Baron Davis Says Kobe Bryant ‘Kicked My Butt’ One-On-One At UCLA
Baron Davis Says Kobe Bryant ‘kicked My Butt’ One-on-one At Ucla

With Kobe Bryant retirement from the NBA earlier this month, all sorts of stories and unforgettable memories involving the former Los Angeles Lakers superstar have started to surface. Former coaches, teammates, players, and celebrities have begun to tell their stories with Baron Davis being the latest to tell his favorite memory of the five-time NBA champion.

Davis recently made an appearance on ESPN’s His & Hers hosted by Michael Smith and Jemele Hill and was asked about his favorite memory of Kobe. Davis’ memory goes all the way back to his days with the UCLA Bruins.

Davis had suffered a torn ACL in his left knee and was at a team practice when all of the sudden a familiar face walks through the door:

“I would say my Kobe story was when I knew I was going to go pro. I hurt my knee at UCLA, and I think it was the NBA lockout, and we were practicing, UCLA, we were practicing, and I couldn’t practice because I was still injured and Kobe Bryant walks into the gym.”

Apparently, Davis’ was far enough along in his recovery and was confident enough to take on one of the NBA’s rising stars:

“He didn’t say nothing to anybody. He just started working out, warming up on the other court. And then, I walked over and like ‘Man, can I rebound for you?’ and he was like ‘Yeah.’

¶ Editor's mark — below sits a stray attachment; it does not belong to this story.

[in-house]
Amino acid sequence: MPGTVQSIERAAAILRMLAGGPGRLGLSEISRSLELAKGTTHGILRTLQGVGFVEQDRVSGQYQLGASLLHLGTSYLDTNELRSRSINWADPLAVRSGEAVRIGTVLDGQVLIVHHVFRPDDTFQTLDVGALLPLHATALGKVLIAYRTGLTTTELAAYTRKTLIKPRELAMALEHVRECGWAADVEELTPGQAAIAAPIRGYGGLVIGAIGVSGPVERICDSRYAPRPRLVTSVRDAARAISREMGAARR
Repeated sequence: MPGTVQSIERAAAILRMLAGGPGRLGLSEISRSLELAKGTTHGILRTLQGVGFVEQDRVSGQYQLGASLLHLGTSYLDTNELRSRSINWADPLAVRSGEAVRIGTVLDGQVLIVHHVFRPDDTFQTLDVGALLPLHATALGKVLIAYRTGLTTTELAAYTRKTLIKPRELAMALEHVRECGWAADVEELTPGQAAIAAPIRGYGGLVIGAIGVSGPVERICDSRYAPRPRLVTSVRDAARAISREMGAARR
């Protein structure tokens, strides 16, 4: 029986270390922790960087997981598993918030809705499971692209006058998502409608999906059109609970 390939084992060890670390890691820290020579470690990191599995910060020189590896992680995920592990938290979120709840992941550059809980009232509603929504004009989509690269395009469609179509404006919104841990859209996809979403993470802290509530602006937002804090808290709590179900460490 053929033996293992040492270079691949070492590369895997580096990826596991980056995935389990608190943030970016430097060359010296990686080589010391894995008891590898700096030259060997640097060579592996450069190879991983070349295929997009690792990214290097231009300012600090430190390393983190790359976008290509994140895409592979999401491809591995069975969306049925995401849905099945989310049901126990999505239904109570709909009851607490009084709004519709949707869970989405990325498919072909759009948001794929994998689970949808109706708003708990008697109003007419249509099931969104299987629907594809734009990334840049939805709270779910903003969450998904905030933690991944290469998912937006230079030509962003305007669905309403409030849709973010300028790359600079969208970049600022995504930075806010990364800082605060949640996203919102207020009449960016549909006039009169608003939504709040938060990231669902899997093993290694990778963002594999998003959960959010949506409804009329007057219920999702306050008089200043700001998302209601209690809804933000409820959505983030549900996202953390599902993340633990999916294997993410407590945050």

“I was like ‘Do you want to play one-on-one?’ because the team was practicing. So me and Kobe we started playing these games of one-on-one, and next thing you know, I look up, and I’m down like 3-0, I look to the sidelines, and the whole team is watching us play one-on-one.”

After six games of one-on-one battles with the Lakers star, Davis knew he was headed for bigger and better things. Davis admits Bryant wiped the floor with him at UCLA’s practice facility, but he wasn’t 100 percent, and it’s a running joke between the two to this day:

I was like, damn, dude. I must be going to the pros now playing one-on-one with Kobe. He kicked my butt, but I was still injured. We laugh about that all the time.”

Although Bryant apparently dominated the up-and-coming UCLA point guard, Davis claims he won two out of the six games they played:

“I think it was 4-2. Four games to two.”

Davis made the jump to the next level in the 1999 NBA Draft going third overall to the same team that drafted Bryant in a few years earlier in 1996. The two NBA stars faced each other for 13 seasons with Davis playing for five different teams including the Charlotte-New Orleans Hornets, Golden State Warriors, Los Angeles Clippers, Cleveland Cavaliers and New York Knicks.

Bryant and Davis saw plenty of each other while Davis was in the Pacific Division with the Warriors and Clippers. Davis now plays in the NBA D-League for the Delaware 87ers and is trying to recruit former Laker Lamar Odom to his Drew League team to help the two-time NBA champion attempt to get back in the NBA.

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